So you know the special section at the end of foreign language dictionaries with the pronunciation guide? One huge lesson that I learned in Chile is that those parts of dictionaries lie. Horribly. So I wrote up my own personal Spanish pronunciation guide that helped me get the pronunciation down.
Spanish Pronunciation: why do I care?
It’s easy to get along doing the bare minimum, speaking Spanish, but doing so with English pronunciation. Unfortunately, if you’re hoping to be taken seriously by anyone who is a native Spanish speaker – which is a large part of the American continent – that’s not going to fly. The following guide, snark, random references, and all, is taken almost directly from my personal study of Spanish pronunciation.
How to pronounce the vowels (and not sound like the gringo you are)
- a – spoken as in father and ah
- e – eh? and aim (without the i sound)
- i – eat, evil! (like Mermaidman says it!)
- o – oh, zero
- u – ooh, rude
- y – see ‘i’
The consonants: make yourself understood
- b – normally pronounced just as in English. However, when it’s between vowels, it’s like the English ‘v’ except that instead of using of using one lip, both are used. The pronunciation rules for b and v are the same.
- c – before a,o, and u, it’s a hard sound like English ‘k’, and before ‘e’ and ‘i’ it’s soft, like in cent.
- d – in English, you normally place your tongue on the ridge behind your your upper teeth to make this sound, without touching the teeth. For Spanish, place the tip of your tongue to the back of your teeth to make the first sound d makes in Spanish. When d is between vowels or at the end of a word, pronounce it like the th in thy.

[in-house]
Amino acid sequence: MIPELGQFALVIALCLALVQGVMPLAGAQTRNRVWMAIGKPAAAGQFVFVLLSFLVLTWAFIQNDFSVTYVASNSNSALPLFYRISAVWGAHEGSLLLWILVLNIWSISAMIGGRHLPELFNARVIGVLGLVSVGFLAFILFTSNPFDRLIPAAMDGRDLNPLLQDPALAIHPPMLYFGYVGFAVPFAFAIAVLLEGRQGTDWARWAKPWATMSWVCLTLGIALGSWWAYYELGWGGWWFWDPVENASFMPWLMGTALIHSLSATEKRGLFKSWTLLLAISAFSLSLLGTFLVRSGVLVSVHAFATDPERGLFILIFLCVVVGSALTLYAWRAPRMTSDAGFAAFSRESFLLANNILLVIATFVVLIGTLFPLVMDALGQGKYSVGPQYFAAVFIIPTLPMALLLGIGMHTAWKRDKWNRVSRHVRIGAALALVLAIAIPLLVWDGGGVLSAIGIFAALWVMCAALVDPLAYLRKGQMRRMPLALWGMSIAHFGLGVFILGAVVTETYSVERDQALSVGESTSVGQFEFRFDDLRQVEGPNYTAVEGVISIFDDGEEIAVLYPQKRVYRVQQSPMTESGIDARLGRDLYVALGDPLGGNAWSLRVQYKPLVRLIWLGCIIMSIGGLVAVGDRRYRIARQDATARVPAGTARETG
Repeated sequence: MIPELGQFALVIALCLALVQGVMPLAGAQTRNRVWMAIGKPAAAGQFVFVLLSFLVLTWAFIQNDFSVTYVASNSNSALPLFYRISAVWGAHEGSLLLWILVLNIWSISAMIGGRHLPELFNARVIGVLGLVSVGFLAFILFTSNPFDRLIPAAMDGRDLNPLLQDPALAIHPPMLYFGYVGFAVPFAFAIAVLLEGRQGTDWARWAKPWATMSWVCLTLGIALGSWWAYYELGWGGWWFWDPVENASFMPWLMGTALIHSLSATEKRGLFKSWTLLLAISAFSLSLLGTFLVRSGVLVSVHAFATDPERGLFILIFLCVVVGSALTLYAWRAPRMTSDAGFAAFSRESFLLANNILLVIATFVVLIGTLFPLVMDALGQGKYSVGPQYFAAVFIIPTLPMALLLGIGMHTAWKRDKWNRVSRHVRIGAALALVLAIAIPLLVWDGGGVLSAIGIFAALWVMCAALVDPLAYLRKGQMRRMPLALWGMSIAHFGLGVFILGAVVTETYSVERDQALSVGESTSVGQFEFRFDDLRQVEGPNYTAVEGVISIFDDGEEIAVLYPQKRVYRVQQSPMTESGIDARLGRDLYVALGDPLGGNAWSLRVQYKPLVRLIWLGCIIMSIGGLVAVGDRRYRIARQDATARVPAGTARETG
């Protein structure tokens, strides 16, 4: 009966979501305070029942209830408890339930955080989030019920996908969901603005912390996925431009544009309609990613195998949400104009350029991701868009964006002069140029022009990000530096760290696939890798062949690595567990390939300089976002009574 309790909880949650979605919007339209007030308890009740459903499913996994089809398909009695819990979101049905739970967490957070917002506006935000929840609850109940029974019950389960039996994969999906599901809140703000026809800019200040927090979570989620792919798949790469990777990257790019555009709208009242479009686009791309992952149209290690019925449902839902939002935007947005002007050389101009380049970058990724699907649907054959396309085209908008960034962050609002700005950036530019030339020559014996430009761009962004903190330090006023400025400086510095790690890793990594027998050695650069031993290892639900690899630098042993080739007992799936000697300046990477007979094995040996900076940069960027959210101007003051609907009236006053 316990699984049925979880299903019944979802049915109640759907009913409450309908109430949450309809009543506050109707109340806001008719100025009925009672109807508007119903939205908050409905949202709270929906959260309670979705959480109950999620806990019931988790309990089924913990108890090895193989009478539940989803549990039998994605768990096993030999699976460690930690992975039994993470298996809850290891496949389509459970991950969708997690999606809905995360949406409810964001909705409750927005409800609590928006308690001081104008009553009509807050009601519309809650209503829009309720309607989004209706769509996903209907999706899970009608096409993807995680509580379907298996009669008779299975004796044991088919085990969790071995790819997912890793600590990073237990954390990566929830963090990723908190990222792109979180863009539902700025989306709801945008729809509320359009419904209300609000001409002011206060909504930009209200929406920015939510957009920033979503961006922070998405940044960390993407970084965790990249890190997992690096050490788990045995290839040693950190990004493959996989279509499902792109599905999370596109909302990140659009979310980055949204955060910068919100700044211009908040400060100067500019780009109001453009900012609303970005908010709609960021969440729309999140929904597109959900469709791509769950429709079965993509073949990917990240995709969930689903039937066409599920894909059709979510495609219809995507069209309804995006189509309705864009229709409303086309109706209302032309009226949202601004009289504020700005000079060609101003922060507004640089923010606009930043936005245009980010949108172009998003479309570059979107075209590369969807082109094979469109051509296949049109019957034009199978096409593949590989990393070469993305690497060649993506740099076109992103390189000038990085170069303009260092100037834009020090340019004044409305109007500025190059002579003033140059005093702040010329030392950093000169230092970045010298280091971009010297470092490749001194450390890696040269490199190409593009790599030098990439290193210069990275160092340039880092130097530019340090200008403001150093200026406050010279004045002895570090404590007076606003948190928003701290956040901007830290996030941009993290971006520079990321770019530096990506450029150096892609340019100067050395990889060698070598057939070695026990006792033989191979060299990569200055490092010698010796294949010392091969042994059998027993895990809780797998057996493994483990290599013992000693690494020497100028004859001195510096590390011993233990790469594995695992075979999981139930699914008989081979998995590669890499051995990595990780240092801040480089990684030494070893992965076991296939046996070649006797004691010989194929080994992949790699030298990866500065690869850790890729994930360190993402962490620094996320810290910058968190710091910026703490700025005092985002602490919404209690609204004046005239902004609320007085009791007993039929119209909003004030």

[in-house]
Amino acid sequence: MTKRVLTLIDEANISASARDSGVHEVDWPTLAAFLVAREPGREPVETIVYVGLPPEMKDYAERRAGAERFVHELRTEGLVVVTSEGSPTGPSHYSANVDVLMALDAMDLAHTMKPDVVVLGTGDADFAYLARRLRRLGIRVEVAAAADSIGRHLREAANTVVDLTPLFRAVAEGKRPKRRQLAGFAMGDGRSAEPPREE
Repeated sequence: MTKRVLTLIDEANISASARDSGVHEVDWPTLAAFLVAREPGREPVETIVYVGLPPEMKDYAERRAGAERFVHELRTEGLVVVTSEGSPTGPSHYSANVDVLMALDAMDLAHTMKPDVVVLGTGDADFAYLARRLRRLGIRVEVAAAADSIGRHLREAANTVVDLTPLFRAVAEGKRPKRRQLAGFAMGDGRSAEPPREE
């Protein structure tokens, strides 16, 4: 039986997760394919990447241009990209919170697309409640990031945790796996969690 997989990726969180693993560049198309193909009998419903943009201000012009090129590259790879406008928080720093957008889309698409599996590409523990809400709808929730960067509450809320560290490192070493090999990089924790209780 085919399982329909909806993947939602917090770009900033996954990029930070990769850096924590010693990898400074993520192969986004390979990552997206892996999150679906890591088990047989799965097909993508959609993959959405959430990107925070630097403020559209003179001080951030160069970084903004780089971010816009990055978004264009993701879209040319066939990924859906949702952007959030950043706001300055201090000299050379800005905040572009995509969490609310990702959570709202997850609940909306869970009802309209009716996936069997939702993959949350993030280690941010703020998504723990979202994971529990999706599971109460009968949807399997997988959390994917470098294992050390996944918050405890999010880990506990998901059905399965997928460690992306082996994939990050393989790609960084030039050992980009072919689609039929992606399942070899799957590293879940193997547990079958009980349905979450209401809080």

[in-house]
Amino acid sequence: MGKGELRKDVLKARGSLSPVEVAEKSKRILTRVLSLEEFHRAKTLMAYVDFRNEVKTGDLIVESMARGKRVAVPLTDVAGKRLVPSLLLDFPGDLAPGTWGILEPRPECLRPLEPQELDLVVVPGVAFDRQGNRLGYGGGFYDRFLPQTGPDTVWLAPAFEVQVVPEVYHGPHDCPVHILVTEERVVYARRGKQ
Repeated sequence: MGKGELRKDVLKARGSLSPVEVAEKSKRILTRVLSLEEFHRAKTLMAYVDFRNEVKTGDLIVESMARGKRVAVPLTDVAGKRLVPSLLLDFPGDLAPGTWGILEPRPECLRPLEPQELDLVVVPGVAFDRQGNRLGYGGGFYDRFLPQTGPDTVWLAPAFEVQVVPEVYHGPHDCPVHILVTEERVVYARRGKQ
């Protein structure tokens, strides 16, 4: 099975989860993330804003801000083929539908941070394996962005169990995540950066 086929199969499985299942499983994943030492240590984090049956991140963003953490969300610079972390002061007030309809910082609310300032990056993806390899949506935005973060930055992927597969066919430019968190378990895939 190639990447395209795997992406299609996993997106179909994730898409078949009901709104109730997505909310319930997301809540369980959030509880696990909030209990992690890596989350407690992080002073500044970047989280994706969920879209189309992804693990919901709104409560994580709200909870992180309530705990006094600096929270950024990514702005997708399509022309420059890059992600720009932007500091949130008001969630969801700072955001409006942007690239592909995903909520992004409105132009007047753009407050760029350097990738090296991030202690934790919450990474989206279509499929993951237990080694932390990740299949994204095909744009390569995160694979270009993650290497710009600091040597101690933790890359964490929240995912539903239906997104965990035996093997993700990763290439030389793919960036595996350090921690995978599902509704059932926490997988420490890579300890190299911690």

- f – Same as in English
- g – normal pronunciation before a, o, and u, a hard pronunciation as in God. Before e and i, soft, just like the Spanish j.
- h – makes no sound in Spanish.
- j – You know how your Spanish teacher told you it’s pronounced like h in English? Well that’s a lie. It’s not. Put your tongue in the position to make a g or k sound in English. Now breathe out and let air escape between your tongue and the roof of your mouth. That rasping sound you hear is the Spanish j.
- k – almost never used in Spanish unless borrowed from another word like kilogramo or kilometro.
- l – Similar to English. Instead of touching the front part of the tongue to the roof of your mouth, touch just the tip of your tongue.
- ll – unless you’re in Argentina, this is just like the English y.
- m – as in English
- n – as in English
- p – as in English, but less forced. Put your hand a few inches from your mouth and feel how the air hits it. Spanish has a softer p sound.
- q – almost always paired with a u, the qu pair is pronounced as an English k.
- r – NOT LIKE ENGLISH! The tongue taps the place where an English speaker makes the t or d sound.
- rr – This sound doesn’t exist in English, which is probably why it’s so hard to pronounce. I honestly thought I would never be able to pronounce it, but with patience and time I now can. Trill the regular r, imitating a car engine or machine gun.
- s – same as in English.
- t – not like English. See first pronunciation of d for tongue placement.
- v – see rules for b.
- w – this really doesn’t exist in English, except in slang. Used just as in English.
- x – just like in English, but pay attention. Some words spelled with s pronounce it as an s. In Mexico, it’s often pronounced as a j. I haven’t found a hard-cut rule on pronunciation.
- y – typically, just like i in Spanish. In some placements it’s like the English j – conyuge, Yarenya
- z – pronounced as a soft c.